How Inaccurate Weather Forecasts Plagued My Week.
Scream traveled the west coast of Vancouver Island this week. We were careful to study the weather and picked a window of opportunity with favourable winds: Northwest winds from 20 to 35 knots were predicted for the entire duration of our trip. Thirty-five knots is a lot of wind energy, but Scream is a big boat and we’re more than capable of handling that energy when it comes from the right direction.
So we departed Bull Harbour Monday afternoon and sailed overnight to Hot Springs cove. Everything went well until we came south of the brooks peninsula where the wind died. This also happened on our previous circumnavigation of Vancouver Island, so we weren’t shocked, despite the fact that Environment Canada makes a big deal of “south of brooks peninsula” having the strongest winds on the south coast. So we motored almost 12 hours to hot springs cove.
Hot Springs Cove is wonderful. Absolutely a must for any west coast Vancouver Island trip. We carved Scream’s name into the boardwalk.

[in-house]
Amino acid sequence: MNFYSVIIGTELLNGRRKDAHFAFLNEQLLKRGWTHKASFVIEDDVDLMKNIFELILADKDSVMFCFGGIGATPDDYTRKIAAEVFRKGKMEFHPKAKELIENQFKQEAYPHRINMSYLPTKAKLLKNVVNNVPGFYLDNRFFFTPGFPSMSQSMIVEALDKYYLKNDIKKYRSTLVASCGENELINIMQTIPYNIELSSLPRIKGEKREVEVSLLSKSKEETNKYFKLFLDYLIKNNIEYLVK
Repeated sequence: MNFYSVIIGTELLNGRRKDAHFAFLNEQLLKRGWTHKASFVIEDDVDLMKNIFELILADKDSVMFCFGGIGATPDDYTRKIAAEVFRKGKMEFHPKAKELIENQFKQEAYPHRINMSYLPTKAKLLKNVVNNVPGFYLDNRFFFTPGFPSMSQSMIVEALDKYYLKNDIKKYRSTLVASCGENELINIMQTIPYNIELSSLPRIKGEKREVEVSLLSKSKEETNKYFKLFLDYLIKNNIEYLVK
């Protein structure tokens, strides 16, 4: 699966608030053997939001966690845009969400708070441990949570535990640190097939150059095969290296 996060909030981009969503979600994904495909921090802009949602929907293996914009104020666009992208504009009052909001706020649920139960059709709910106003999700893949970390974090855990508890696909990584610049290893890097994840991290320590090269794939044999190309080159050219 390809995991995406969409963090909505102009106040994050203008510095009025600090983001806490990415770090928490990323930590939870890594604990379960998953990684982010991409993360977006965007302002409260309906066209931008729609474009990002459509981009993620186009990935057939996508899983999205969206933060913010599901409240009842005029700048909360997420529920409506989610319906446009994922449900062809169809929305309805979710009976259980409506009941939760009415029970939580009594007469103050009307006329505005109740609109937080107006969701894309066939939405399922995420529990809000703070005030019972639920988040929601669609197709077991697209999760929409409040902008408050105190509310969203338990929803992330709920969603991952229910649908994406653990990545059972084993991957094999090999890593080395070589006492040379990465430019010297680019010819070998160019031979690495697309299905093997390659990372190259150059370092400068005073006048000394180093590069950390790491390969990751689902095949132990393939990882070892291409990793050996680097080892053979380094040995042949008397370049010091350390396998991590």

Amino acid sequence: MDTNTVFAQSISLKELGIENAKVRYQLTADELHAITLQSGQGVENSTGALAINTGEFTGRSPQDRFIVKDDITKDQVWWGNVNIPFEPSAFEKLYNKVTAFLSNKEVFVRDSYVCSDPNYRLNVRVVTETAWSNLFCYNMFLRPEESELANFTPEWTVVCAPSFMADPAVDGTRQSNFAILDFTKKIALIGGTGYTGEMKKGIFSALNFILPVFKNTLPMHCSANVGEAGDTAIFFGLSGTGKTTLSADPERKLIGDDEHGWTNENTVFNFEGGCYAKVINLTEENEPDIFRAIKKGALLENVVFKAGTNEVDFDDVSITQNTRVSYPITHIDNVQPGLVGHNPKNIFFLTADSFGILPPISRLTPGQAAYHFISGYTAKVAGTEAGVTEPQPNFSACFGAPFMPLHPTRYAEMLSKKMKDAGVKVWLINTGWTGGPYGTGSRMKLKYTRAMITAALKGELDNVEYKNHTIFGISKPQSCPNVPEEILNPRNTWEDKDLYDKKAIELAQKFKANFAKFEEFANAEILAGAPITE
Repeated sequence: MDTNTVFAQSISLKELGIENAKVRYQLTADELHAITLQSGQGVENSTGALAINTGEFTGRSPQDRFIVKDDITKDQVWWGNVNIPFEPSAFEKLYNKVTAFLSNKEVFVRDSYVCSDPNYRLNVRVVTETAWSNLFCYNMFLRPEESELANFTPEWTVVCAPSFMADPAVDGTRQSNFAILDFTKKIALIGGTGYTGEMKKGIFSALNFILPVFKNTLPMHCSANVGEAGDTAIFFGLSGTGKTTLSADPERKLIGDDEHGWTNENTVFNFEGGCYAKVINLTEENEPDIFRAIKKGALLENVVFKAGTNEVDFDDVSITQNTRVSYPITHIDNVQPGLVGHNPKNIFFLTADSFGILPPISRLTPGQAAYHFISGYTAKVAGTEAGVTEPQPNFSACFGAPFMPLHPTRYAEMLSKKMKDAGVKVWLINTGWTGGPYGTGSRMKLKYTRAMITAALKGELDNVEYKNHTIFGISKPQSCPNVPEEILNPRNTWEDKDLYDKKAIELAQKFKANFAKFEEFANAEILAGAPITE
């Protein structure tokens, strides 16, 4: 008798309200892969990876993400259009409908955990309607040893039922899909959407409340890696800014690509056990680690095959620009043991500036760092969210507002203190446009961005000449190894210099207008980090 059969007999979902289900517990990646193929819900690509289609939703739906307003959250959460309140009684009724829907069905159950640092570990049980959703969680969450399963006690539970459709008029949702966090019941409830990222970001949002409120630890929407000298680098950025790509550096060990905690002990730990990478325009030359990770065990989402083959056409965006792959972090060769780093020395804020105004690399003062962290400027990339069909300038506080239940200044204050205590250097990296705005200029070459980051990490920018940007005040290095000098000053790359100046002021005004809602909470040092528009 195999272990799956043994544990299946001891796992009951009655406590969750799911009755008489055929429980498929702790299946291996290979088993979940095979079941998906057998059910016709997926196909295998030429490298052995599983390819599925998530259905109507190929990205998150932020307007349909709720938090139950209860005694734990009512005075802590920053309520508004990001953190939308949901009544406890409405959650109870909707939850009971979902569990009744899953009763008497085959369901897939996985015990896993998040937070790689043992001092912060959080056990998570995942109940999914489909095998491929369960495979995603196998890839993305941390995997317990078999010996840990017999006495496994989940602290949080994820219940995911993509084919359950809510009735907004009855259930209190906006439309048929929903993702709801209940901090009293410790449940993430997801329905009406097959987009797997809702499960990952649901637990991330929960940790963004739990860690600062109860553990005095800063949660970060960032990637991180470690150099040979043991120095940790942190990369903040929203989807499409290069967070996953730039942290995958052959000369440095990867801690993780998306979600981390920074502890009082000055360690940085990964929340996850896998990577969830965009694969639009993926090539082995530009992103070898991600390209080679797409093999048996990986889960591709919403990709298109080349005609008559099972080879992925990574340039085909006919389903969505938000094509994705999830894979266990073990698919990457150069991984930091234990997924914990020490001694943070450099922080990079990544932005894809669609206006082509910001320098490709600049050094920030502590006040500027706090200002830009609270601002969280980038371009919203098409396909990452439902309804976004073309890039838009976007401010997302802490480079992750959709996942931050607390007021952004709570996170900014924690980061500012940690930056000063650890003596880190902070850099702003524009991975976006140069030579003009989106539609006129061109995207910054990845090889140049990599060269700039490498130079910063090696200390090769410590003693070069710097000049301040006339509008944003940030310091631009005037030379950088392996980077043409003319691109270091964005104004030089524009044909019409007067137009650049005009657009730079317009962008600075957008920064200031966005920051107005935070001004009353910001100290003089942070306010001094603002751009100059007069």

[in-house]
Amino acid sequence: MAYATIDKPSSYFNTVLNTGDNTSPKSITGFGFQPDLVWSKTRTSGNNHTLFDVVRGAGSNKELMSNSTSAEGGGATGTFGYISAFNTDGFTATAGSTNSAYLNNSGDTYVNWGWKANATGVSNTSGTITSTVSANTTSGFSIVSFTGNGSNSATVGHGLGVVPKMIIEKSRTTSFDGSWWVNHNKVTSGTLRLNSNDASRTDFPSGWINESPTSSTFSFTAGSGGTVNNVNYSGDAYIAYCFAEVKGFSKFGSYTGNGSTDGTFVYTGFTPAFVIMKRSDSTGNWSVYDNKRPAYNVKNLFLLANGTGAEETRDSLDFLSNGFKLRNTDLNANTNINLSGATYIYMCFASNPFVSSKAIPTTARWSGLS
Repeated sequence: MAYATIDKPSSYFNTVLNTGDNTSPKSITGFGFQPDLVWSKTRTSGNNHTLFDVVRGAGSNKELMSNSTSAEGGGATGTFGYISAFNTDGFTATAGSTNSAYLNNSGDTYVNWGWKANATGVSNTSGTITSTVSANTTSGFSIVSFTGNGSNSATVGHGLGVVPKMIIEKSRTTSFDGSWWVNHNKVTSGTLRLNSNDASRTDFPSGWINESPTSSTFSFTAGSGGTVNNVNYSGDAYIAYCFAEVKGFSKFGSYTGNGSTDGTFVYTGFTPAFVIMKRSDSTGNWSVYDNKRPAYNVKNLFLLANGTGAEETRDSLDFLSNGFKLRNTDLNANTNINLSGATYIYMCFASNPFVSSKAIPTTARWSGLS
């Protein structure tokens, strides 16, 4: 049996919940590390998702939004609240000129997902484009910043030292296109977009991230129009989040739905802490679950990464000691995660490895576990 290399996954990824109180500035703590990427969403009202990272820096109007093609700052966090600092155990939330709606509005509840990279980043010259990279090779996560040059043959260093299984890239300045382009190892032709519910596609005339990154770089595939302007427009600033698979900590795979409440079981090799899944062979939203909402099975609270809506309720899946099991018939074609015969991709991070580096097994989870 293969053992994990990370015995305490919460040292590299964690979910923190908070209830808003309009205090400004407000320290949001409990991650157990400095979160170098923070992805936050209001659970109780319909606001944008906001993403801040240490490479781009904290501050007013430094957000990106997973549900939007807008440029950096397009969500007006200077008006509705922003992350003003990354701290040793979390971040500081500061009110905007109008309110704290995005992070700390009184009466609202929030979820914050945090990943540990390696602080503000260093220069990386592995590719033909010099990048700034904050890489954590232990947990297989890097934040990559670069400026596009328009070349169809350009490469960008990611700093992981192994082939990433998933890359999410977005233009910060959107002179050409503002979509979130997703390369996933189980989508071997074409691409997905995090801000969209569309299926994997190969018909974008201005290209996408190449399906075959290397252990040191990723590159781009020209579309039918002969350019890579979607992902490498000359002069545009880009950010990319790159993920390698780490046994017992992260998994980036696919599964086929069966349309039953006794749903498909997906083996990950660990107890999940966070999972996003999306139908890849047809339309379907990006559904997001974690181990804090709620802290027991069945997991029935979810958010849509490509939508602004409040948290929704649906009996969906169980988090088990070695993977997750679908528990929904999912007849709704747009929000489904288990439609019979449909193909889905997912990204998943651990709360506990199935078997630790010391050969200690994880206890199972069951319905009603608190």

We departed Hotsprings cove with a forecast of “Northwest 10 building to 20 to 30 except light near shore”. I’ll pause to take exception with this garbage. That prediction covers essentially all possible conditions: it is the equivalent to a temperature forecast of “minus 15 to plus 30”. We started at the shore and motored in light winds for five hours to Tofino, where we bought a thousand dollars of biodiesel. We then got clear of the shore, where we briefly had 10 knots north westerly. But we spent the night in very light easterly winds about 10 miles off shore. Please notice that the forecast didn’t allow for either light winds off shore or easterlies. The light easterlies continued the next day, so we motored about 6 hours into Port Renfrew.
We departed Port Renfrew without bothering to check the forecast. We later learned it was westerly 1o-15 building to 20-25. We had very light easterlies until 11 am, but did enjoy 15-25 knot westerlies in the afternoon.